Nonprofits Can Sue After Roundup of Wild Horses


     SACRAMENTO, Calif. (CN) – A federal judge refused to dismiss wildlife groups’ lawsuit over the federal roundup of more than 1,500 wild horses and burros in northeast California and northwest Nevada.




     After the Bureau of Land Management concluded in September 2008 that there was an overpopulation of wild horses and burros in the Twin Peaks Herd Management Area, it proceeded to conduct a roundup under the Wild and Free-Roaming Horses and Burros Act.
     Before the roundup, the bureau estimated that there were about 2,300 wild horses and more than 200 burros living on the Twin Peaks range, which covers 789,852 acres. The agency felt that the population exceeded appropriate management levels by 1,800 horses and 200 burros. If left alone, the bureau felt that the increasingly unsustainable population would seriously degrade the surrounding environment.
     Using helicopters, federal agents extracted 1,637 horses and 160 burros from Sept. 19 to 25, 2010. They later returned 58 horses and one burro to the range, and transferred the remainder to corrals. From there, the animals can either be adopted or transferred to long-term pastures on private lands.
     In Defense of Animals, Dreamcatcher Wild Horse and Burro Sanctuary and three individuals sued the U.S. Department of the Interior, the Bureau of Land Management and three officials, alleging violations of the Wild Horse Act, the National Environmental Policy Act and the Administrative Procedures Act. The groups have been entangled in litigation over the roundup since 2009.
     They claim that the government captures and releases animals indiscriminately and pays little attention to demographics, such as age and disability, or familial bands.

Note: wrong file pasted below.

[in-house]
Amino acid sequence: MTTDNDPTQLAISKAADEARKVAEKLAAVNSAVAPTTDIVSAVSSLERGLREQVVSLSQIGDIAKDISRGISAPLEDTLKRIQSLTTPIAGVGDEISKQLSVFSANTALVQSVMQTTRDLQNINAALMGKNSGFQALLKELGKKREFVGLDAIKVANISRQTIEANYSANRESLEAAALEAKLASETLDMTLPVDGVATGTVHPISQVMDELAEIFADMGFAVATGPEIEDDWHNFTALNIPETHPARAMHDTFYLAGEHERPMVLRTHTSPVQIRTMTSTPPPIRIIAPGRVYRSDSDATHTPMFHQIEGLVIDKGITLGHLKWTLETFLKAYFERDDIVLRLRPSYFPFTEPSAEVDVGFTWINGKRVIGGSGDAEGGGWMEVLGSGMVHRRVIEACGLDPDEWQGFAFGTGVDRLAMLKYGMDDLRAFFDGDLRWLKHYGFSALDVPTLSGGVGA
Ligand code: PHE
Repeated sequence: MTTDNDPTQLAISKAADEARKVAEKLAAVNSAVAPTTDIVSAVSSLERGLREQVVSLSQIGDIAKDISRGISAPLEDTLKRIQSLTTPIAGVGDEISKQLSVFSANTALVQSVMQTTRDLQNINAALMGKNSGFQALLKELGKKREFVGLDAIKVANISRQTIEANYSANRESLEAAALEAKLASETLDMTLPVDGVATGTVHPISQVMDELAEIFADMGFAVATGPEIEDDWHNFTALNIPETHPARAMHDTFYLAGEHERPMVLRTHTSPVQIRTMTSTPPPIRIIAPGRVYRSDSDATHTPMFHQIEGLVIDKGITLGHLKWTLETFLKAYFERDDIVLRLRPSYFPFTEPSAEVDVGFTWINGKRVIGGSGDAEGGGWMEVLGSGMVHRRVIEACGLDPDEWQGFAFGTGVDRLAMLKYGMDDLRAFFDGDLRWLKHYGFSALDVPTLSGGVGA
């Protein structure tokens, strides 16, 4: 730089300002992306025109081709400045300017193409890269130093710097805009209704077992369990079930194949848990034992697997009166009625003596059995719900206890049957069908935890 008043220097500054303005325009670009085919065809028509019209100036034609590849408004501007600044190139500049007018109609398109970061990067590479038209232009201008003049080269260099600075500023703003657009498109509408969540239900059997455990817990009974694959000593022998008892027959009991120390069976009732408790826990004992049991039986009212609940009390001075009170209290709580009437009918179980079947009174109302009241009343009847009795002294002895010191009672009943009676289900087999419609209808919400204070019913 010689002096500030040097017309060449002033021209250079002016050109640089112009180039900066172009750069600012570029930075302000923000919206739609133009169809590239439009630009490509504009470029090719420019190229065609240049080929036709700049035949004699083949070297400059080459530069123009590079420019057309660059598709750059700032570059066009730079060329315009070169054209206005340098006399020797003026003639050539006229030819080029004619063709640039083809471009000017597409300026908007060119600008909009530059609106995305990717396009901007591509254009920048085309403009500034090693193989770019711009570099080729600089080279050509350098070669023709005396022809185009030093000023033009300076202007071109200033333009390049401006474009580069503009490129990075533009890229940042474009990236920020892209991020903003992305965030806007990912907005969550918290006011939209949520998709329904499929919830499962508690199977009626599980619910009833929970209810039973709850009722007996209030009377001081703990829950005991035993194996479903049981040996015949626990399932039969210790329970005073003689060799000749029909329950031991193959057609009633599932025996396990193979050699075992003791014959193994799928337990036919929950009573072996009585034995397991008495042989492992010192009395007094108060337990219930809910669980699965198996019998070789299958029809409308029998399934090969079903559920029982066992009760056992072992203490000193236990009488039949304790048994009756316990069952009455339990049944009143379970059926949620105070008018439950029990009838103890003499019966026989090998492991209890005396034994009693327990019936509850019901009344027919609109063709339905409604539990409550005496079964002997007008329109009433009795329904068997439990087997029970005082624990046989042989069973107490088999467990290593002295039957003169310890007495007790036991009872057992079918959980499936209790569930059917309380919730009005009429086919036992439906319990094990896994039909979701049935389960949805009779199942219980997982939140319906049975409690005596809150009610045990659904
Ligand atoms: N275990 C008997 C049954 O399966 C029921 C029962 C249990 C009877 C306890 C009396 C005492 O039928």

Another 180 horses were returned to the Twin Peaks, including mares that had received fertility-control treatment, but 15 died, the Eastern District of California found Wednesday.
     The government tried to dismiss the complaint, claiming that the plaintiffs lacked standing and that the claims were moot since the roundup had concluded.
     “Defendants argue that Plaintiffs’ claimed injury is merely an alleged personal sadness at the effects of Defendants’ actions,” according to the 30-page ruling. “Plaintiffs claim that they have a legally protected right to view horses on the Twin Peaks range. Defendants maintain that neither of these assertions is a legally protected right that would give rise to a viable claim.”
     U.S. District Judge Morrison England disagreed, however. It is enough to survive summary judgment that the plaintiffs claim that they have suffered an injury by losing their ability to watch wild horses and burros on the Twin Peaks, and the defendants have yet to prove that the animals were in excess.
     “Were this Court to accept Defendants’ proposition that Plaintiffs have no right to view any ‘excess’ wild horses, no plaintiff would ever have standing to challenge Defendant BLM’s removal of ‘excess’ horses, regardless of how flagrant the violation in making that decision,” England wrote. “Defendants have provided no authority for such a proposition.”
     The wildlife activists claim that the roundups would have been far more limited, and fewer animals removed from Twin Peaks in the first place, if the government did not violate the laws in question, which they claim prohibit use of long-term holding facilities.
     “This Court need not decide at the motion to dismiss stage whether long-term holding is in fact prohibited under the Wild Horse Act,” England wrote. “Assuming, as this Court must, that Plaintiffs are correct in their allegation that long-term holding is statutorily prohibited, Plaintiffs have established the injury-in-fact and causation elements of standing.”
     There is also a viable option for relief, since the government can, as the plaintiffs propose, relocate the horses and burros to public lands in the western United States, as opposed to long-term holding facilities in Oklahoma or Kansas.
     Mootness is also not an issue since there remains some question as to whether the government has actually concluded the roundup. Litigation may also enable the plaintiffs to enjoin the government from sterilizing the horses and reach other goals.

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